[Note 17] Finding no. 55: “The Court finds that the Mother can continue to drive to Massachusetts to pick up the minor child for her parenting time with relative ease. The Mother has managed to travel for eight (8) years back and forth from Massachusetts to Rhode Island. The Mother traveled weekly to Rhode Island during the parties’ marriage. After the parties divorced, the Mother traveled regularly to Rhode Island to work. When the Mother moved to Rhode Island, she then traveled weekly to Massachusetts to pick up and drop off Caleb without any significant burden. The travel time of one hour each way is not unreasonable under the current custody schedule. Also, the Mother’s traveling to Massachusetts is not unreasonable given the fact that the maternal grandparents and various other maternal relatives reside in Massachusetts.”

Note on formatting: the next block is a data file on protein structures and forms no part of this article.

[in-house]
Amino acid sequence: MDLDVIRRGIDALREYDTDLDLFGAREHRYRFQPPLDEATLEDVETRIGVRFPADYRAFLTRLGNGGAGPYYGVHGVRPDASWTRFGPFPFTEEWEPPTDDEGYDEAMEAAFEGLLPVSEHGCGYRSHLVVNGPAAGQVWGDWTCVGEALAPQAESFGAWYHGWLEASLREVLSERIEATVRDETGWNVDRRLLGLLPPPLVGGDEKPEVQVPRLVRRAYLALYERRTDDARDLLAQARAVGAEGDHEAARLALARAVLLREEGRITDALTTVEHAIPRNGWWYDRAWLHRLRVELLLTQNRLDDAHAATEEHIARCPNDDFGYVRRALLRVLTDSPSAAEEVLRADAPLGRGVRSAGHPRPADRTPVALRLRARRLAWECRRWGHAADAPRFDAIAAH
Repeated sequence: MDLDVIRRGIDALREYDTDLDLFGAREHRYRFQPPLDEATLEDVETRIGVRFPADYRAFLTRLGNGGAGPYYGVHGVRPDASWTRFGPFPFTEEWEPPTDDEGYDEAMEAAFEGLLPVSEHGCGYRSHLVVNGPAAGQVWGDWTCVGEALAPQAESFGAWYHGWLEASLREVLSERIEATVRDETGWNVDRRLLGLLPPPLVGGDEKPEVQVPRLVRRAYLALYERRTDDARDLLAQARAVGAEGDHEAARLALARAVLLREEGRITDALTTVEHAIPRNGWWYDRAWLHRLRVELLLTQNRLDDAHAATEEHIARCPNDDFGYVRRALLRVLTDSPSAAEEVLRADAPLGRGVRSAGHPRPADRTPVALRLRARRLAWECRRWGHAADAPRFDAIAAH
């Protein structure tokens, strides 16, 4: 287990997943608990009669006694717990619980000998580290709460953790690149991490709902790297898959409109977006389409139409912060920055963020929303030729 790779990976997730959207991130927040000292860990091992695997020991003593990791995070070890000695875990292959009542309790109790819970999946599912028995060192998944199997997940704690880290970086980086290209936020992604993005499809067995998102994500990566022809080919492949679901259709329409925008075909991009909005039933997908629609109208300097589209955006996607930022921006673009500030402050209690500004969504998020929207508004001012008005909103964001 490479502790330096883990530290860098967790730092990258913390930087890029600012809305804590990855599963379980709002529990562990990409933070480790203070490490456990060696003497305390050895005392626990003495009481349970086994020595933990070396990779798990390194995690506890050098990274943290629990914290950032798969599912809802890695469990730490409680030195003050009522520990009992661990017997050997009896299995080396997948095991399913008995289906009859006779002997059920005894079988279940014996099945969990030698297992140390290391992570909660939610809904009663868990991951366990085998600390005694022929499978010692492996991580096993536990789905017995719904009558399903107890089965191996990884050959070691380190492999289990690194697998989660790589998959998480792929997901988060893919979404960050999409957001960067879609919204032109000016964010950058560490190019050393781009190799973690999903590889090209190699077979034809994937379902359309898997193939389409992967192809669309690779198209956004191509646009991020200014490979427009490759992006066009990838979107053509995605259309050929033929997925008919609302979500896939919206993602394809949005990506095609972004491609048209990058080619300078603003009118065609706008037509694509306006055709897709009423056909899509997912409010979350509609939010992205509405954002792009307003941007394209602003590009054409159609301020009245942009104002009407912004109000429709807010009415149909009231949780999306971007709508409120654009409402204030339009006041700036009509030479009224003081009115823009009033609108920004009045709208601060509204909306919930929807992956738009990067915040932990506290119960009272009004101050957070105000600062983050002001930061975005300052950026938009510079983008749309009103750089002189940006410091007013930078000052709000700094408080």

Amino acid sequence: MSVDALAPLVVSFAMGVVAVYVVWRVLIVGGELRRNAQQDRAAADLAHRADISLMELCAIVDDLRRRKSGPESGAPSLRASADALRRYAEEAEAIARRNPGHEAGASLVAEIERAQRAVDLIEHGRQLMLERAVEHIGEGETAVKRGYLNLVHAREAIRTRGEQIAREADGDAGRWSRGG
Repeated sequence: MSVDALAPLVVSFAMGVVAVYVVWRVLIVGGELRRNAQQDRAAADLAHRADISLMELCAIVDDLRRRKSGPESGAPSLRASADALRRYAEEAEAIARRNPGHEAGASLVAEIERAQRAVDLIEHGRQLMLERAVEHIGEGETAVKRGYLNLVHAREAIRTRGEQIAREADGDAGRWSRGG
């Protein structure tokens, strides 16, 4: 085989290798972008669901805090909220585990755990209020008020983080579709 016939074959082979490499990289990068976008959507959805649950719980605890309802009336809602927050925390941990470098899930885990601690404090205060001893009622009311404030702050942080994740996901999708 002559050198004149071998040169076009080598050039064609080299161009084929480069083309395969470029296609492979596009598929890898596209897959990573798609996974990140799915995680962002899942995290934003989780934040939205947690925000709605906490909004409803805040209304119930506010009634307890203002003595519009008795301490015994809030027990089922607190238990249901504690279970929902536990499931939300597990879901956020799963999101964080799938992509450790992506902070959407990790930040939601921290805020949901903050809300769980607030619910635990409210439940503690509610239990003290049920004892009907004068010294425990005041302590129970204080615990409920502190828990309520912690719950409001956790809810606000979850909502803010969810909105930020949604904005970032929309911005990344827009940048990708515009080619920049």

[Note 18] We do not preclude, if warranted by the circumstances and upon the filing of an appropriate complaint, consideration of any relevant material and substantial changes in the parties’ circumstances occurring since the date of the judgments appealed from. Ardizoni v. Raymond, 40 Mass. App. Ct. at 741.